Jean Vanier, founder of L’Arche, wins Templeton Prize

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"Before being Christians or Jews or Muslims, before being Americans or Russians or Africans, before being generals or priests, rabbis or imams, before having visible or invisible disabilities, we are all human beings with hearts capable of loving," said Catholic theologian and author Jean Vanier, founder of L'Arche, after being named the 2015 recipient of the Templeton Prize March 11.

The award comes as L'Arche - a network of residential communities where people with and without intellectual disabilities work and live together - concludes a yearlong celebration of its 50th anniversary.

The award is an "incredible culmination for the year," said Bethany Keener, director of communications and development for L'Arche Greater Washington, D.C., which includes two homes in Arlington and two in Adams Morgan.

Valued at about $1.7 million, the prize honors "a living person who has made an exceptional contribution to affirming life's spiritual dimension, whether through insight, discovery or practical works."

Keener said the prize money will contribute greatly to L'Arche's work, but she also hopes it will draw more attention to people with intellectual disabilities, "who still face so much discrimination."

The prize was announced during a news conference at the British Academy in London by the John Templeton Foundation, based in West Conshohocken, Pa.

Previous recipients include Blessed Teresa of Kolkata, the Dalai Lama and Anglican Archbishop Desmond Tutu of South Africa.

Vanier began the L'Arche movement in northern France in 1964, when he invited two intellectually disabled men to live with him as friends. The movement has grown into 147 L'Arche residential communities operating in 35 countries and more than 1,500 Faith and Light support groups in 82 countries that similarly urge solidarity among people with and without disabilities.

Vanier has traveled extensively throughout the world to give talks, lectures and retreats - especially to young people and those at the margins of society, including in prisons - and to reach out across religious differences.

He is the author of more than 30 books, all of which have been translated into 29 languages.

In remarks prepared for the announcement of the prize, the 86-year-old Vanier said "our world is evolving rapidly," and we are at a "crisis point."

"Either we will move together toward a deeper unity of all people … or the divisions that exist will grow into terrible forces of fear and hate."

But Vanier also noted there have been positive changes. He said there is "a change in the way people with intellectual disabilities are seen. For many years these wonderful people were seen as 'errors,' or as the fruit of evil committed by their parents or ancestors. ... They were terribly humiliated and rejected. Today we are discovering that these people have a wealth of human qualities that can change the hearts of those caught up in the culture of winning and of power."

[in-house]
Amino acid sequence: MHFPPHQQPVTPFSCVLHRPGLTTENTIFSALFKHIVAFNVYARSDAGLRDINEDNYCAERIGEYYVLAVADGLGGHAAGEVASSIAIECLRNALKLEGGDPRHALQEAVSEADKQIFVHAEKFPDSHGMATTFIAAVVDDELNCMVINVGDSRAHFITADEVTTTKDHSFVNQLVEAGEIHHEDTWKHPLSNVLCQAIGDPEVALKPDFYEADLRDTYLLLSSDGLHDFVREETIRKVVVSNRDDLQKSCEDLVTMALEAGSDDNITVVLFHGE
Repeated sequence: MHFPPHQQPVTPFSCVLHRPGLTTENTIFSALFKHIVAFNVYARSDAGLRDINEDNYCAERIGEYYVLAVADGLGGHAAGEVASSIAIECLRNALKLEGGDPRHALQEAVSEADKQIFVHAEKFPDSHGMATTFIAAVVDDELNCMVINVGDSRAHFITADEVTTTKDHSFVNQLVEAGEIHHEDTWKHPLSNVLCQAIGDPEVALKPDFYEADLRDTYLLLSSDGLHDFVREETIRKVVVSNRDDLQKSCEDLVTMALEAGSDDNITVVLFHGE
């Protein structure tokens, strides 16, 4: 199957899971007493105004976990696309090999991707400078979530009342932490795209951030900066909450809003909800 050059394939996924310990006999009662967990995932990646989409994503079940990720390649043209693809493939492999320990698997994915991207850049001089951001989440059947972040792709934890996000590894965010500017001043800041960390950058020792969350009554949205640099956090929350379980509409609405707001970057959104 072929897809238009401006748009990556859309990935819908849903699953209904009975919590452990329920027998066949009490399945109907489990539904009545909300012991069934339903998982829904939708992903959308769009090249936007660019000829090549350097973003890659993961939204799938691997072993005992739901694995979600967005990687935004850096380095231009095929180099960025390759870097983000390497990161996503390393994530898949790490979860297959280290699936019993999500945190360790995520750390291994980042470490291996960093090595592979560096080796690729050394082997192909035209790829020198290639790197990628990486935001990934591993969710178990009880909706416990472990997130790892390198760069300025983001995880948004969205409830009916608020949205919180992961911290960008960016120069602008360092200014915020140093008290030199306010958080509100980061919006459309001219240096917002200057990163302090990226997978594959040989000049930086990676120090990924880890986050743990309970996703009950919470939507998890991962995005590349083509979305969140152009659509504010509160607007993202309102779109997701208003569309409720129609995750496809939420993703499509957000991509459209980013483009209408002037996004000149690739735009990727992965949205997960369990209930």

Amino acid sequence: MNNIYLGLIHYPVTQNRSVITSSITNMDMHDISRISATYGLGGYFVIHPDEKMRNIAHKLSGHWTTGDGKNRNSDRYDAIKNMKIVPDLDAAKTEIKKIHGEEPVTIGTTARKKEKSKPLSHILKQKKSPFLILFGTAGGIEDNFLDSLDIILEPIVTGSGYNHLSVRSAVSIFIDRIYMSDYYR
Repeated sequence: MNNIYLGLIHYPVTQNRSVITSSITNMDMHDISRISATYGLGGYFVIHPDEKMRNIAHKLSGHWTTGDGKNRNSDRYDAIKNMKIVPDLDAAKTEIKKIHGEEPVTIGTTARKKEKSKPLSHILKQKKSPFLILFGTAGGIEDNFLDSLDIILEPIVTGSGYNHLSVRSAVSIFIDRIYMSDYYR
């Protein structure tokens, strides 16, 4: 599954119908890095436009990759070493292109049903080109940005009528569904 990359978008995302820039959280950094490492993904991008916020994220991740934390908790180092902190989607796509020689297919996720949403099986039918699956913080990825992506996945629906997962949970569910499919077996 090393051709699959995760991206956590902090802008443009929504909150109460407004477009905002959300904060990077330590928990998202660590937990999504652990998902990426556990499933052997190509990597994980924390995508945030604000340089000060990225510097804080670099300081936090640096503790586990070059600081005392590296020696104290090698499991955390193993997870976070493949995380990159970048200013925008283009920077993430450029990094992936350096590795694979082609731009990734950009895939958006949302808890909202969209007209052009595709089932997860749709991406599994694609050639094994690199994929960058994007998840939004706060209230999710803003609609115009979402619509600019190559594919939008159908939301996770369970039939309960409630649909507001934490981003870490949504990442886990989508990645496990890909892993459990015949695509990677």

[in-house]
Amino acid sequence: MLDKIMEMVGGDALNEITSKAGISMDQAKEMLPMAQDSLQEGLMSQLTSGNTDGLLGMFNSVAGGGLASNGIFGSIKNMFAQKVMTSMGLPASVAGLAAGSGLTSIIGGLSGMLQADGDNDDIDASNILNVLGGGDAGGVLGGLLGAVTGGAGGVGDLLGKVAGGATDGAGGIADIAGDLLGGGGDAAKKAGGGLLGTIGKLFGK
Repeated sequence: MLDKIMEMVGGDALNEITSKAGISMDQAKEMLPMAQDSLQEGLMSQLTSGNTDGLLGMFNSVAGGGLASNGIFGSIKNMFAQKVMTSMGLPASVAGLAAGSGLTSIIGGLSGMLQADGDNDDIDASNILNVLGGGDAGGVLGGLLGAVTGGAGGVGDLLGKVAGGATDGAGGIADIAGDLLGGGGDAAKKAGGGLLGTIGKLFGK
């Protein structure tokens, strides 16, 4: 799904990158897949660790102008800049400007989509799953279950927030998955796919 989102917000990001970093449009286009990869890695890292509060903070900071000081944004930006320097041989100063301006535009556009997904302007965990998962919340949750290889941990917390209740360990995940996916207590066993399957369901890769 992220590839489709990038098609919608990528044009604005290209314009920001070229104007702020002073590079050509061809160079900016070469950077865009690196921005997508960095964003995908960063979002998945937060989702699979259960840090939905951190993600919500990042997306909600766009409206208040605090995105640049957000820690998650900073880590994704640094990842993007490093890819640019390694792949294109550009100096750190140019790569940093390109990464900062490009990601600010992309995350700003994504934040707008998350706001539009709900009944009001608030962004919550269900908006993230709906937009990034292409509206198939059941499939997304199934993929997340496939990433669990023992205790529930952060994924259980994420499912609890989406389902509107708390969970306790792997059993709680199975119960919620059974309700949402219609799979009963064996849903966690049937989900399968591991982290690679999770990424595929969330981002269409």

In addition to celebrating the Templeton Prize, L'Arche Greater Washington, D.C., will honor the end of the movement's jubilee year, drawing around 200 members from across the country to several events May 28-30. Members of L'Arche will meet with their respective representatives on Capitol Hill May 28. Public celebrations include a "Sharing Our Gifts" gathering at the National Zoo May 29, with music, games and a photo booth, and a public forum and interfaith prayer service May 30 at the National Presbyterian Church in Washington. Krista Tippett, host of NPR's "On Being," and Tim Shriver, chairman of Special Olympics, will be guest speakers.

Keener's prayer is that the anniversary events and the Templeton Prize will encourage people to see those with intellectual differences as valuable, "as people to be cherished and loved - that they aren't a charity case," she said.

"Our hope is that Jean Vanier's work and the work of L'Arche can be a sign of hope, a sign that there is a different way for all of us to live together."

Click here to read about a L'Arche member's faith journey.

If you go

Go here to RSVP for the L'Arche anniversary events "Sharing Our Gifts" May 29 at the National Zoo, Lion/Tiger Hill, 3001 Connecticut Ave., N.W., Washington, from noon to 3 p.m.; or the public forum and interfaith prayer service May 30 at National Presbyterian Church, 4101 Nebraska Ave., N.W., Washington, at 2 p.m. For more information call Liz Yoder at 202/232-4539.

© Arlington Catholic Herald 2015